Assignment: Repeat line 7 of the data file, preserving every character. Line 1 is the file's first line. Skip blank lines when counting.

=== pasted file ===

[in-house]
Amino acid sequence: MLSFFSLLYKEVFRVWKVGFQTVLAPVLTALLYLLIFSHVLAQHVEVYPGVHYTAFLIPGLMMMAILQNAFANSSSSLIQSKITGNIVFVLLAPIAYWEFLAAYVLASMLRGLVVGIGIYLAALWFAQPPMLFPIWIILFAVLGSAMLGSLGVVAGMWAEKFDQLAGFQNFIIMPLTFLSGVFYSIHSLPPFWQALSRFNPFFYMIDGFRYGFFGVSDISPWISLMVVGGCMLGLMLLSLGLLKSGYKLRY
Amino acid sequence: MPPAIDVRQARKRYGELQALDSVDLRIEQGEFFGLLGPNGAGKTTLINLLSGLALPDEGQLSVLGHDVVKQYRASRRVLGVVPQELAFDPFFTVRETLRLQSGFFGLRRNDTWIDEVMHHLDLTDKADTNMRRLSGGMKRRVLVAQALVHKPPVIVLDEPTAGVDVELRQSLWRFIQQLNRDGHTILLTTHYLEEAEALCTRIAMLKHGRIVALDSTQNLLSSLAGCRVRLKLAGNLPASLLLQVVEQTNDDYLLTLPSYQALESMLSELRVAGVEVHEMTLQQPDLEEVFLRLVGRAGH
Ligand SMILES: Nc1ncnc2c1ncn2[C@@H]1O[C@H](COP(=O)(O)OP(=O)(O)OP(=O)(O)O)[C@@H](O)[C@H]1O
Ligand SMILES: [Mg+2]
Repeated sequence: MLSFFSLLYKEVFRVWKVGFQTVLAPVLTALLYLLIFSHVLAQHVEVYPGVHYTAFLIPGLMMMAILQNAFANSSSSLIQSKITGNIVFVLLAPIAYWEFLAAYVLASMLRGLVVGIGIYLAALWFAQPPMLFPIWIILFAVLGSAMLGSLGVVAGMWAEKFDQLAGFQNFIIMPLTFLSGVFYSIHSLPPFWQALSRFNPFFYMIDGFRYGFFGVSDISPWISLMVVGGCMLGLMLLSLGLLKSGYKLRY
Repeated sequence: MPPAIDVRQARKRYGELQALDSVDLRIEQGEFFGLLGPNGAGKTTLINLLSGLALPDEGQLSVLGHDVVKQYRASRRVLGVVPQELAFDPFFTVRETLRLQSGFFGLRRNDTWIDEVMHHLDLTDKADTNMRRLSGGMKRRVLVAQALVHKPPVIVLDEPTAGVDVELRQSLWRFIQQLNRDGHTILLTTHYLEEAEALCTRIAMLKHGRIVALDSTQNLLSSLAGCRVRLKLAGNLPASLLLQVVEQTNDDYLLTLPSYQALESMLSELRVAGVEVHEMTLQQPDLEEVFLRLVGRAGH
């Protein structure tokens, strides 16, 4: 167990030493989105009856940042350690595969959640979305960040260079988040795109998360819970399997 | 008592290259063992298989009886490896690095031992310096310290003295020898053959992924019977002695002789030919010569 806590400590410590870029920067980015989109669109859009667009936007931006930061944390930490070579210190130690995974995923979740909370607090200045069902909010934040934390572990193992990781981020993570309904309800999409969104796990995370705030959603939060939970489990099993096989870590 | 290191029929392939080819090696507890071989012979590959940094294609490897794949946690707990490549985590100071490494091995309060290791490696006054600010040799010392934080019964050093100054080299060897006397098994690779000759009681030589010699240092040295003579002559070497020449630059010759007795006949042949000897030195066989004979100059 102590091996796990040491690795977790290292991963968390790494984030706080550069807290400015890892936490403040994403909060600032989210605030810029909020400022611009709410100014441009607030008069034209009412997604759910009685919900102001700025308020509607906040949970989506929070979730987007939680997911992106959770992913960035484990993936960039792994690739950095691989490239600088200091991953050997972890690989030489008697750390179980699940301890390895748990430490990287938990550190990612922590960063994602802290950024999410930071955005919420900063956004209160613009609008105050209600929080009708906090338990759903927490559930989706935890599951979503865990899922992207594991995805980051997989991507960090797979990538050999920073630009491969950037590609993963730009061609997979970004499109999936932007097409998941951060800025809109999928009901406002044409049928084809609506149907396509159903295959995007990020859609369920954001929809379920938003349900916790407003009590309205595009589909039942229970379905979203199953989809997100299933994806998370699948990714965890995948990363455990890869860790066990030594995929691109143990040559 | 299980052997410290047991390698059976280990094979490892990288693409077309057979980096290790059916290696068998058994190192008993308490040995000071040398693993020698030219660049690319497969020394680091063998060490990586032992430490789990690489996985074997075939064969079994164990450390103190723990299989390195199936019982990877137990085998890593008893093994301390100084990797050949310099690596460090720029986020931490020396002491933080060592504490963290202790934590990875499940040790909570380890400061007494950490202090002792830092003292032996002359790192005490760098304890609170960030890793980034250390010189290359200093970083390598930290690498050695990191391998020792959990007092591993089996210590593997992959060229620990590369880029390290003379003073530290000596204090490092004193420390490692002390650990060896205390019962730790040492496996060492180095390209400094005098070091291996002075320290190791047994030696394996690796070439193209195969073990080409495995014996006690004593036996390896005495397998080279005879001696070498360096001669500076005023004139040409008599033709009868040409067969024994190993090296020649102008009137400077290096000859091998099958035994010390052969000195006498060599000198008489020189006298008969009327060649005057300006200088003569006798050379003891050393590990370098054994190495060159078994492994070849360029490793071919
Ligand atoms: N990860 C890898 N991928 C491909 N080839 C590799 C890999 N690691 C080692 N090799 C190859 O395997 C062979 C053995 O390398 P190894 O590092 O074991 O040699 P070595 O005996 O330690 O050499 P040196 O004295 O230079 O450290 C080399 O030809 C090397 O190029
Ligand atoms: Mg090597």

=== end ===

Repeated sequence: MPPAIDVRQARKRYGELQALDSVDLRIEQGEFFGLLGPNGAGKTTLINLLSGLALPDEGQLSVLGHDVVKQYRASRRVLGVVPQELAFDPFFTVRETLRLQSGFFGLRRNDTWIDEVMHHLDLTDKADTNMRRLSGGMKRRVLVAQALVHKPPVIVLDEPTAGVDVELRQSLWRFIQQLNRDGHTILLTTHYLEEAEALCTRIAMLKHGRIVALDSTQNLLSSLAGCRVRLKLAGNLPASLLLQVVEQTNDDYLLTLPSYQALESMLSELRVAGVEVHEMTLQQPDLEEVFLRLVGRAGH